How you recoup after training matters. Make sure your post-workout meal is up to scratch.

You need a meal that packs a punch, but doesn’t leave you salivating for the next hour waiting for the oven timer to go. Your finished plate also has to pack enough vitamins and minerals to help your body fully recover.

We sourced 10 ingredients that deliver not just protein, but the chemicals to process protein, as well as anti-inflammatories to ease any lingering muscle pain. Add them to your meals to supercharge your recovery.

01/ OLIVE OIL. Splash a testosterone-boosting dose over your food to increase muscle growth, without resorting to banned substances.

02/ ALMONDS. The antioxidant properties of this crunchy snack prevent free radical damage, which causes fatigue. Eat two handfuls daily without packing on fat*.

03/ BROAD BEANS. Add these iron-rich beans to fortify your salad and combat that tired, weak feeling by increasing the oxygen cells pumping around the body.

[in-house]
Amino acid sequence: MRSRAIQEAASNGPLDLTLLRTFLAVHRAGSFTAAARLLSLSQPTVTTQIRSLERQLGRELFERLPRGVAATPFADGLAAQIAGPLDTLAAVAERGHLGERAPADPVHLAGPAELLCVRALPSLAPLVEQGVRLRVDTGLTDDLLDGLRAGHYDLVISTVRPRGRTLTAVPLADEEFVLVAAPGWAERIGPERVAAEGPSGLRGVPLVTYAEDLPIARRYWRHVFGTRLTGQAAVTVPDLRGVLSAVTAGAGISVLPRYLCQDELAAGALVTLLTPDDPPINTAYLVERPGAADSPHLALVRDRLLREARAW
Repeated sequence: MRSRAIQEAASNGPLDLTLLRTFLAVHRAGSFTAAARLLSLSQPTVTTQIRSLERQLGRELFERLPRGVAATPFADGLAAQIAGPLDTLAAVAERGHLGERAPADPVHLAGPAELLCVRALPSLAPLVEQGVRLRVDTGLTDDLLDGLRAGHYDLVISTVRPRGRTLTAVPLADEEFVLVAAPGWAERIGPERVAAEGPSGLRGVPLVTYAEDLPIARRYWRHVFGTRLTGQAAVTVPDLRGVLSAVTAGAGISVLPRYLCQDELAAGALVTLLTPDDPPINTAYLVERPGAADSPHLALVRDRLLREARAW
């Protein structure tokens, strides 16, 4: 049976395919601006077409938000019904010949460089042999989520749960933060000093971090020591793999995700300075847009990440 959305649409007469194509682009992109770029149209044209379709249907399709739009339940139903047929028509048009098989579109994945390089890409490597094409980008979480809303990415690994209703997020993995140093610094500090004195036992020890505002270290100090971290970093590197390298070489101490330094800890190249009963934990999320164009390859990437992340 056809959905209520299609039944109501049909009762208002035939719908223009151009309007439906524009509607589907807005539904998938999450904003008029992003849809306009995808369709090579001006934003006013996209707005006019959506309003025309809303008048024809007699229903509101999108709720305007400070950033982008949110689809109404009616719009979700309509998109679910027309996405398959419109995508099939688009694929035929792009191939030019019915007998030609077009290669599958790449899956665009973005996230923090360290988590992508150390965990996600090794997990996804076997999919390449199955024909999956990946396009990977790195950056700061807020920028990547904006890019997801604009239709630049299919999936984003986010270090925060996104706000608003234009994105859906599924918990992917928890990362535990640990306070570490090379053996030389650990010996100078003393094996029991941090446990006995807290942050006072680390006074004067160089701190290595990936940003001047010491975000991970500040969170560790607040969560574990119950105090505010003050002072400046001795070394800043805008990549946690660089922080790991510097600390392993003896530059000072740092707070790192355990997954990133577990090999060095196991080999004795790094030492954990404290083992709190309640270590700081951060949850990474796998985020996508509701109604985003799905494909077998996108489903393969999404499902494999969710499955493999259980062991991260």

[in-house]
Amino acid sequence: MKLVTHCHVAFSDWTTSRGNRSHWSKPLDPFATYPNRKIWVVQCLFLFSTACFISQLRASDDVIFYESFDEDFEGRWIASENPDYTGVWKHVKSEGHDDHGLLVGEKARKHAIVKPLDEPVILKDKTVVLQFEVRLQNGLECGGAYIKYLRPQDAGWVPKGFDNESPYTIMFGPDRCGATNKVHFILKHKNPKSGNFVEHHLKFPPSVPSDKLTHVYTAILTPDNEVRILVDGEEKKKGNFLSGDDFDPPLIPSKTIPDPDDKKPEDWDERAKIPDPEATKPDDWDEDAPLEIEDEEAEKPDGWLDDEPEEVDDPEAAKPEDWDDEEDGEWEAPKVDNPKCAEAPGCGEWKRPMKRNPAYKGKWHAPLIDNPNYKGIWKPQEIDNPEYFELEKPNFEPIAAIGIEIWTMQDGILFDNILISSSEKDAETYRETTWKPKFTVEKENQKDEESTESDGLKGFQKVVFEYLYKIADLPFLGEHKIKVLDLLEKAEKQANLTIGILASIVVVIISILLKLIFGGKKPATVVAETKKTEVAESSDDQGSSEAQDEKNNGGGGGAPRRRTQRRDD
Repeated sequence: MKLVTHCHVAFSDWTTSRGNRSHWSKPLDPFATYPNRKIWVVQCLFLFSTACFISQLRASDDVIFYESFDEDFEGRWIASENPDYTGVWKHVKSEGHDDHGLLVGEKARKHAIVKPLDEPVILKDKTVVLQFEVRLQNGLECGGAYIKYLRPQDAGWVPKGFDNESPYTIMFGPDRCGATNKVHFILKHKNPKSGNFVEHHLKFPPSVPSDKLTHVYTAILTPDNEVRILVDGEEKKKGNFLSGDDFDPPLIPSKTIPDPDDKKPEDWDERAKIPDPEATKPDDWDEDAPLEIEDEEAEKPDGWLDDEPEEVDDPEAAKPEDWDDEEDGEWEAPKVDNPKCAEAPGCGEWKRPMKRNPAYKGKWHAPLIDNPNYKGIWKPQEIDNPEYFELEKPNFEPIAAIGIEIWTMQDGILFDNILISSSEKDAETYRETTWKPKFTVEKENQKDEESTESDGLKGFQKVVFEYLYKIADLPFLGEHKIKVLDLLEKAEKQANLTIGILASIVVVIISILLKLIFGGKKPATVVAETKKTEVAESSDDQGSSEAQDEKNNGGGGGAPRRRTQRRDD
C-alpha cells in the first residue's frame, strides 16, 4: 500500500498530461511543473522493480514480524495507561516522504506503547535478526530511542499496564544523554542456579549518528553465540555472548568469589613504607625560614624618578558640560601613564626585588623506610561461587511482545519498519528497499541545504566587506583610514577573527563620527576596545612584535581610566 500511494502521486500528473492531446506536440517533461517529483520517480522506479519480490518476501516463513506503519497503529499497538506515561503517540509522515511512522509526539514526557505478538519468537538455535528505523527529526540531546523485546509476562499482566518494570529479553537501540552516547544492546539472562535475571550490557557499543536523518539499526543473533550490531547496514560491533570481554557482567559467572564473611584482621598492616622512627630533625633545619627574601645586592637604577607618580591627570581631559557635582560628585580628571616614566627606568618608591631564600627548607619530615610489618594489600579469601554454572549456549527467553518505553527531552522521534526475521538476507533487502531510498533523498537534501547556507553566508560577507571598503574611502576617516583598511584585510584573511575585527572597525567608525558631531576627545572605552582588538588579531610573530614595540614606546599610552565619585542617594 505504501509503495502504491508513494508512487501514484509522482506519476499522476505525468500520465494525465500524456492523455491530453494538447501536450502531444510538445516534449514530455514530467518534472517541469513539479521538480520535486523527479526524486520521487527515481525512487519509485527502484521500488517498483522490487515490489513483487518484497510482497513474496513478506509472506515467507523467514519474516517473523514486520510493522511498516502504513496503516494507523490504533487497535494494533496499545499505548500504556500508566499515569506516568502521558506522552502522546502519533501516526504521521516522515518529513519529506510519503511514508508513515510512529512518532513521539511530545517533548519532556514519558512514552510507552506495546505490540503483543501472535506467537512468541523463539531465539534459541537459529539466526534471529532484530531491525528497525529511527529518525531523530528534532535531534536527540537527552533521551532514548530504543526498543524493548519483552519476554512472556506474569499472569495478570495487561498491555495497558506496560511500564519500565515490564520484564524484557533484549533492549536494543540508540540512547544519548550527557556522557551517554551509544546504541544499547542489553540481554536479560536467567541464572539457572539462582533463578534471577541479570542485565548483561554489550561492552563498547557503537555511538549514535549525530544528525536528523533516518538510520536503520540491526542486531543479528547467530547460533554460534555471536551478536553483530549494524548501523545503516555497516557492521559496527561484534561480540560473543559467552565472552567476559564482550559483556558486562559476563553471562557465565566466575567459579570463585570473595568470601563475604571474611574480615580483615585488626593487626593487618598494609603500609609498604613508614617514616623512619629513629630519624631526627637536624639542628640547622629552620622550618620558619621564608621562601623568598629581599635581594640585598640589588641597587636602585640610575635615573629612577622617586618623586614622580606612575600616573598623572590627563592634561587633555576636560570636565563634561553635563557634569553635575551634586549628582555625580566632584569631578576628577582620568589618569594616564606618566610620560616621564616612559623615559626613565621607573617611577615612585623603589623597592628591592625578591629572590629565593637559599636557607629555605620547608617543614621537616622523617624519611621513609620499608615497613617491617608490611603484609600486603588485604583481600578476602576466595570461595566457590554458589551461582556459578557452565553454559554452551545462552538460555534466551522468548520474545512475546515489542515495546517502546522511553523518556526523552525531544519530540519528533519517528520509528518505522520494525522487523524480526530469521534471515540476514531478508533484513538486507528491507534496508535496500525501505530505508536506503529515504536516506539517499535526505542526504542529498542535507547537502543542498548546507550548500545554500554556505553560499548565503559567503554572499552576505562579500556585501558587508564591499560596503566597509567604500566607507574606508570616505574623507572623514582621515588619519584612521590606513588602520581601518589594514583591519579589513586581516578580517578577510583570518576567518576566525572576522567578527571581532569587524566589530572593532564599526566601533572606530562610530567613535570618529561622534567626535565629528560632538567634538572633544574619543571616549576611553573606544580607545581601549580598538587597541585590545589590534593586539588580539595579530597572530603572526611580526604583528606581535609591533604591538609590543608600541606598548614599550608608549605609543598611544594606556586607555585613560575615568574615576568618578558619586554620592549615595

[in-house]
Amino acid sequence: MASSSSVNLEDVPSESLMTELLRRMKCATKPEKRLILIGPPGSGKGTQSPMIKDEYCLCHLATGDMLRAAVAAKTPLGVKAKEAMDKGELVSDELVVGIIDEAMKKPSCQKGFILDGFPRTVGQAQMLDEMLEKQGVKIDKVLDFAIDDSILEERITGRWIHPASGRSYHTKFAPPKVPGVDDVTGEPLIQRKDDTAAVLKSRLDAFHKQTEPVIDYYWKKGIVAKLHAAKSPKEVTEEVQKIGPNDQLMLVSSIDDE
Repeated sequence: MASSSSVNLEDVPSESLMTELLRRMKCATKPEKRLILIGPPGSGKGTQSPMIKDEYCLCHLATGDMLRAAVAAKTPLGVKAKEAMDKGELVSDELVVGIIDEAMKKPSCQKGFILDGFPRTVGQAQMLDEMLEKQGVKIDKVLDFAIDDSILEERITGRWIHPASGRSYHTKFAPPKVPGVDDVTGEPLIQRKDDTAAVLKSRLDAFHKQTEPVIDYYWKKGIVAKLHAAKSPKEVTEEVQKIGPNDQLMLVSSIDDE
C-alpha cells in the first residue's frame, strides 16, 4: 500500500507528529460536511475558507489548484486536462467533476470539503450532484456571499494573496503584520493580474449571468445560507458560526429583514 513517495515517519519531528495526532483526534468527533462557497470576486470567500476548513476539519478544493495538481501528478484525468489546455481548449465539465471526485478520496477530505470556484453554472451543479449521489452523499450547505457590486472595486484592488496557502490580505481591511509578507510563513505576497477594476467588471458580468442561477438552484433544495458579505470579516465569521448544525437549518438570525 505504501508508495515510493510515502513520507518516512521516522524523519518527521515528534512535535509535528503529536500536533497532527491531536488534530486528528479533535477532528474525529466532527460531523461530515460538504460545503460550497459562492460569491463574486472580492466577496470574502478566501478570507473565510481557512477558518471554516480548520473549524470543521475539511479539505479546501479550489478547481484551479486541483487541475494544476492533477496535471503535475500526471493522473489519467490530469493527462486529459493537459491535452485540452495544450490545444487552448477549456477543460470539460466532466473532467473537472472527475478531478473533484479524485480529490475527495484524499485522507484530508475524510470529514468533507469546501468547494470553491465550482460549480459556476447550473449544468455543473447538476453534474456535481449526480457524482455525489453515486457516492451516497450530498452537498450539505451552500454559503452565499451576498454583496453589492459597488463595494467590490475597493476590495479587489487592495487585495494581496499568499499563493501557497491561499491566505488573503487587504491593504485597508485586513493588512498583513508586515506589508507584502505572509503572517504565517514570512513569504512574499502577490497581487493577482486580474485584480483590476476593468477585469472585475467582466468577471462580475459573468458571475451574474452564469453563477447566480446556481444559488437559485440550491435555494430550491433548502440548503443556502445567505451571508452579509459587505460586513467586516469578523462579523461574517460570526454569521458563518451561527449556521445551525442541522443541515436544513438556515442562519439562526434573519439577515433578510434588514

04/ MANUKA HONEY. A spoonful provides a quick carb hit without the inevitable blood-sugar drop, according to Baylor University. Its antiinflammatory properties act as a natural painkiller for DOMS.

05/ LEMON. Its juice is a key source of the electrolyte potassium, which combats cramps and spasms. Squeeze it in your water bottle, immediately.

06/ GREEK YOGHURT. Bolstered with twice as much protein as plain yoghurt, this boosts muscle repair and strength, according to Medicine and Science in Sports and Exercise.

07/ WATERCRESS. Add this raw ingredient to your sandwiches and reap the benefits of beta-Carotene and vit E to speed up muscle recovery.

08/ PINEAPPLE. A powerhouse of nutrients, it delivers vitamin C to make collagen in the body and build new tissue, as well as bromelain to aid protein digestion.

09/ COCONUTS. The meat is a key source of manganese: a mineral that helps activate enzymes and convert proteins in the body to produce energy.

10/ MACKEREL .You knew fish would be on here somewhere, and this one is primed for the job, delivering 21g of protein per fillet, without the hefty price tag of salmon.